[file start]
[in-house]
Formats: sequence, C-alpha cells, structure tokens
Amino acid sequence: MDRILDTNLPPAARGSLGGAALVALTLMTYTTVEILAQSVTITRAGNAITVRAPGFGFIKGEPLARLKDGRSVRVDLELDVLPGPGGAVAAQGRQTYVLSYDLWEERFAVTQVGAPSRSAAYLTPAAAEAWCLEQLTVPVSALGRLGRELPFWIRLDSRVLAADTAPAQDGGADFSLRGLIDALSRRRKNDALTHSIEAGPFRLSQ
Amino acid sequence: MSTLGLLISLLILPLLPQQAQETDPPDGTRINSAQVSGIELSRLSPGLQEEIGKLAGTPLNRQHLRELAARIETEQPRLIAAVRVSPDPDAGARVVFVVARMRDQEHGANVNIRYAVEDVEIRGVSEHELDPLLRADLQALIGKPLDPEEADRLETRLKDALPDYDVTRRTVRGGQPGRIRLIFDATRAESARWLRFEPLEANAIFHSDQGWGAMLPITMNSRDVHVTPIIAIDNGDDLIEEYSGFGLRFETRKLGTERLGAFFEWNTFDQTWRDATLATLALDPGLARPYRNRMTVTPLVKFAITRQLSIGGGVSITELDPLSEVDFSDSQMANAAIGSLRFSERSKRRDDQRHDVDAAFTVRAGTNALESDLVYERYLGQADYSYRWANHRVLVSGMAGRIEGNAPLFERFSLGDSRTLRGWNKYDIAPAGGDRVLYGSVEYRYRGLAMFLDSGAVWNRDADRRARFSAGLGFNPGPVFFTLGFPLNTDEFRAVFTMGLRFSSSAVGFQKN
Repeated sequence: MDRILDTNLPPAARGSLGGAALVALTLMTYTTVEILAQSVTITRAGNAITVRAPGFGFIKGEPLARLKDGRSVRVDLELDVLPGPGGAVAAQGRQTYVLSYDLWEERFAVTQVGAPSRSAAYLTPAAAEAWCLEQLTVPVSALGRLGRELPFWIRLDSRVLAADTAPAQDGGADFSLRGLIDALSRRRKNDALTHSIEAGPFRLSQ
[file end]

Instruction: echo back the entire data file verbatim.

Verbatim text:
[in-house]
Formats: sequence, C-alpha cells, structure tokens
Amino acid sequence: MDRILDTNLPPAARGSLGGAALVALTLMTYTTVEILAQSVTITRAGNAITVRAPGFGFIKGEPLARLKDGRSVRVDLELDVLPGPGGAVAAQGRQTYVLSYDLWEERFAVTQVGAPSRSAAYLTPAAAEAWCLEQLTVPVSALGRLGRELPFWIRLDSRVLAADTAPAQDGGADFSLRGLIDALSRRRKNDALTHSIEAGPFRLSQ
Amino acid sequence: MSTLGLLISLLILPLLPQQAQETDPPDGTRINSAQVSGIELSRLSPGLQEEIGKLAGTPLNRQHLRELAARIETEQPRLIAAVRVSPDPDAGARVVFVVARMRDQEHGANVNIRYAVEDVEIRGVSEHELDPLLRADLQALIGKPLDPEEADRLETRLKDALPDYDVTRRTVRGGQPGRIRLIFDATRAESARWLRFEPLEANAIFHSDQGWGAMLPITMNSRDVHVTPIIAIDNGDDLIEEYSGFGLRFETRKLGTERLGAFFEWNTFDQTWRDATLATLALDPGLARPYRNRMTVTPLVKFAITRQLSIGGGVSITELDPLSEVDFSDSQMANAAIGSLRFSERSKRRDDQRHDVDAAFTVRAGTNALESDLVYERYLGQADYSYRWANHRVLVSGMAGRIEGNAPLFERFSLGDSRTLRGWNKYDIAPAGGDRVLYGSVEYRYRGLAMFLDSGAVWNRDADRRARFSAGLGFNPGPVFFTLGFPLNTDEFRAVFTMGLRFSSSAVGFQKN
Repeated sequence: MDRILDTNLPPAARGSLGGAALVALTLMTYTTVEILAQSVTITRAGNAITVRAPGFGFIKGEPLARLKDGRSVRVDLELDVLPGPGGAVAAQGRQTYVLSYDLWEERFAVTQVGAPSRSAAYLTPAAAEAWCLEQLTVPVSALGRLGRELPFWIRLDSRVLAADTAPAQDGGADFSLRGLIDALSRRRKNDALTHSIEAGPFRLSQ